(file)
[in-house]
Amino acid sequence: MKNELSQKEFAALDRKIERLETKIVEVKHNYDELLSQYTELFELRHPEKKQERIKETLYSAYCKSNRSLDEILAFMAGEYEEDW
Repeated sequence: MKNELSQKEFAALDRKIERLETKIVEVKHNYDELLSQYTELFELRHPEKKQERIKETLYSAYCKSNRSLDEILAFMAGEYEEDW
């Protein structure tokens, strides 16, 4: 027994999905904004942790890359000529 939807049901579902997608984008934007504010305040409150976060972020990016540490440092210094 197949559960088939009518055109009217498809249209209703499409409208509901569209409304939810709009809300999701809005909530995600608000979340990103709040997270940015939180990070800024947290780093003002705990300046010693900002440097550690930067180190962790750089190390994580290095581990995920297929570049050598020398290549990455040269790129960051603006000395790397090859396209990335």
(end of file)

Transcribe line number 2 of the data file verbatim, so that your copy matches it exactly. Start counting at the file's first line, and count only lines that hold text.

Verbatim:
Amino acid sequence: MKNELSQKEFAALDRKIERLETKIVEVKHNYDELLSQYTELFELRHPEKKQERIKETLYSAYCKSNRSLDEILAFMAGEYEEDW